Scout Sundays, in which Scouts attend church service in uniform, are a yearly tradition for Troop 440. This year's event will feature a reception with a display of troop photos. It's an opportunity for Boy Scout alumni to reflect on what Scouting has meant to them.
Two generations of Scouting tradition are represented in the Zgoda family of Amherst. Jay Zgoda, left, and son Andrew, right, will take part in the Philmont Scout Ranch trek this summer during the Boy Scout centennial.
For John Schunak, assistant scoutmaster for Troop 440, Scouting is part of his personal heritage. "I am an Eagle Scout, as was my father and as is my son," he said.
Schunak volunteers a great deal of time with his troop and as advancement chair of the Onondaga Region, which encompasses Amherst, Clarence, Newstead, Lancaster and Cheektowaga. Though Schunak had served as scoutmaster for Troop 440, a national tragedy influenced him to expand his involvement in Scouting.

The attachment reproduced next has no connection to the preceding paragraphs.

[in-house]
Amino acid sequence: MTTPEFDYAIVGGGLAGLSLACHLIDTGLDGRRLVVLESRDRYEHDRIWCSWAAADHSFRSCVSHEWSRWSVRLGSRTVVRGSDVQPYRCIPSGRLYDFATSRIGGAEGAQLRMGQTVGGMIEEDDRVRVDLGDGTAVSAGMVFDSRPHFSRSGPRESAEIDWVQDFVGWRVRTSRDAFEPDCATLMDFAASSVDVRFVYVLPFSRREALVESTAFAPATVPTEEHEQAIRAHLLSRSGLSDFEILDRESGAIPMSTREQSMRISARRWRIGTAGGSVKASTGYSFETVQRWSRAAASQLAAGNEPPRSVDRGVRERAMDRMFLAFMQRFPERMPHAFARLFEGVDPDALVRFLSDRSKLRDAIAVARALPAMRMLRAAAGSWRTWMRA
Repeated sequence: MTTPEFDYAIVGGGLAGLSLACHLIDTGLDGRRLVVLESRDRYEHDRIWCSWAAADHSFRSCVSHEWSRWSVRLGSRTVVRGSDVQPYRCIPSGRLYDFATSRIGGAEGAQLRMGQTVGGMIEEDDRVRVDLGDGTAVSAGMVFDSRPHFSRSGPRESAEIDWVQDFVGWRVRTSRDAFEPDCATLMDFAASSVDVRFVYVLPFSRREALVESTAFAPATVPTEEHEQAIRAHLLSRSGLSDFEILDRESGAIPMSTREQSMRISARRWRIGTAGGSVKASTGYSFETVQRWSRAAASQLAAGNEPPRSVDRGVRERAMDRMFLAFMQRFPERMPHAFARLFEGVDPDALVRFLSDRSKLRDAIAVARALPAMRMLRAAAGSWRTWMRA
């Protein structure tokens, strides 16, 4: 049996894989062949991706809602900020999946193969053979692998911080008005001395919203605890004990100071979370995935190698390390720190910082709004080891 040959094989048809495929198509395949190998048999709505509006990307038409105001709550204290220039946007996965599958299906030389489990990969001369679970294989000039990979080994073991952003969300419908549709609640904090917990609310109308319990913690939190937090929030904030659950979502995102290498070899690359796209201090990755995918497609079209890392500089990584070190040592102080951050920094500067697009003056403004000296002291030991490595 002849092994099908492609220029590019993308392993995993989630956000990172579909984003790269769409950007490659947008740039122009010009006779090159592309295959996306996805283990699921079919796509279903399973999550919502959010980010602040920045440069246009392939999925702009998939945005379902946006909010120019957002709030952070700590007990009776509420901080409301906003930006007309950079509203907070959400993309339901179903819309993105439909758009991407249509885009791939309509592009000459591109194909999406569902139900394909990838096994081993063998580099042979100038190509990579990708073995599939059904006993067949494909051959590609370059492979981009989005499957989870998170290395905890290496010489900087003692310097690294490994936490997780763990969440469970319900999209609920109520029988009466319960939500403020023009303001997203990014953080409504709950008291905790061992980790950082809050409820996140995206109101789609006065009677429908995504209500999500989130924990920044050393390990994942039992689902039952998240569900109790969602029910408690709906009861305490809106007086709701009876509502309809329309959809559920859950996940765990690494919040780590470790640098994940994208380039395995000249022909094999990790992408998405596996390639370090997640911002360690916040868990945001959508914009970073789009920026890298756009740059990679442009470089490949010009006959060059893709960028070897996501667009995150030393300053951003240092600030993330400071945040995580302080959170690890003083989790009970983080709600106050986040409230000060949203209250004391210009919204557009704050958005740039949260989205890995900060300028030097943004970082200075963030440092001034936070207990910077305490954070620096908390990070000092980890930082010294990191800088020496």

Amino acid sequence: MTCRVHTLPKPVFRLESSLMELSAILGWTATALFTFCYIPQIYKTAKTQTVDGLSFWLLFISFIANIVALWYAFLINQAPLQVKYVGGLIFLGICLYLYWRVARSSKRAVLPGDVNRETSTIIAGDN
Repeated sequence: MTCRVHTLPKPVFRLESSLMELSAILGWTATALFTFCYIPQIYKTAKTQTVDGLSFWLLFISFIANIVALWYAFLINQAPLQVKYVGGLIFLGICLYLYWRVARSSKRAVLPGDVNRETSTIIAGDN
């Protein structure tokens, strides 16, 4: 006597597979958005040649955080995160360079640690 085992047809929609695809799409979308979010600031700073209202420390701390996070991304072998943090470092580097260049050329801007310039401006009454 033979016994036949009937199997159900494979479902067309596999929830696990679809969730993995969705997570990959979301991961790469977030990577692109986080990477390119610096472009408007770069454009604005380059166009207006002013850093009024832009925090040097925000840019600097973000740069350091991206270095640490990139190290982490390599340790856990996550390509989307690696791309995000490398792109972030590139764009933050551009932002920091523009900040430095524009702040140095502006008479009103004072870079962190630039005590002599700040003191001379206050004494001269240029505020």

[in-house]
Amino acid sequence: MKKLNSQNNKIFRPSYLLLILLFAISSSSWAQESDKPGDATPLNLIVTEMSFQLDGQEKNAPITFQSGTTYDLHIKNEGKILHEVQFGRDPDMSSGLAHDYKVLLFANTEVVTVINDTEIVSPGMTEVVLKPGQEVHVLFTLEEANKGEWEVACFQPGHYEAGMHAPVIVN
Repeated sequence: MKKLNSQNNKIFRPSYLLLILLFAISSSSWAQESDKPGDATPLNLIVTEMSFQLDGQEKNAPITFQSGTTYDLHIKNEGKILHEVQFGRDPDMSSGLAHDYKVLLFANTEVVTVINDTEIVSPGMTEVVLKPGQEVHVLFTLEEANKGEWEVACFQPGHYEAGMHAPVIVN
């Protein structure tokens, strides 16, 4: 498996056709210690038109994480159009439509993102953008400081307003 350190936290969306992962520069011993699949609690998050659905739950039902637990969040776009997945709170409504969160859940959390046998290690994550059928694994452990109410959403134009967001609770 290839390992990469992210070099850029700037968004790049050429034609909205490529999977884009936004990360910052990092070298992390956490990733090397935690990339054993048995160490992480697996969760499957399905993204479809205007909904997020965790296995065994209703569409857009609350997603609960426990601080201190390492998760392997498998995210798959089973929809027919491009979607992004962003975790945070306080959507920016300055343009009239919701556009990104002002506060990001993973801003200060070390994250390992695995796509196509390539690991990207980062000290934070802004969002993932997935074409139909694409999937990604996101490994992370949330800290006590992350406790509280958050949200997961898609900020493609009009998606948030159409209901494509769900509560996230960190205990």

"For days after the shooting in Columbine, I felt very uncomfortable as to what I could do to avert such happenings in the future. I realized I couldn't change the whole world, but I might be able to help a few boys," he recalled. Schunak feels strongly that Scouting has had a positive influence on his life.
"It's set a baseline in terms of what I believe and how I behave. The Boy Scout Oath and Laws are guidelines for adults, too." Schunak made many memories through Scouting, although some of them are funnier in retrospect.
"I remember the time we went to Evangola for our Camporall. It was early spring. I was about 12. We 'd set up the tents, and the weather was decent, but then this huge storm of freezing rain came in." Temperatures dropped below freezing, and the Scouts were forced to pack up and head home.
"Tents back then were not as waterproof as they are today," he recalled.
Although times have changed from Schunak's ill-fated camping trip, he feels that Scouting still has a great deal to offer modern boys.
"The program's been updated to reflect the times," he said. "We now teach about Internet safety, for example."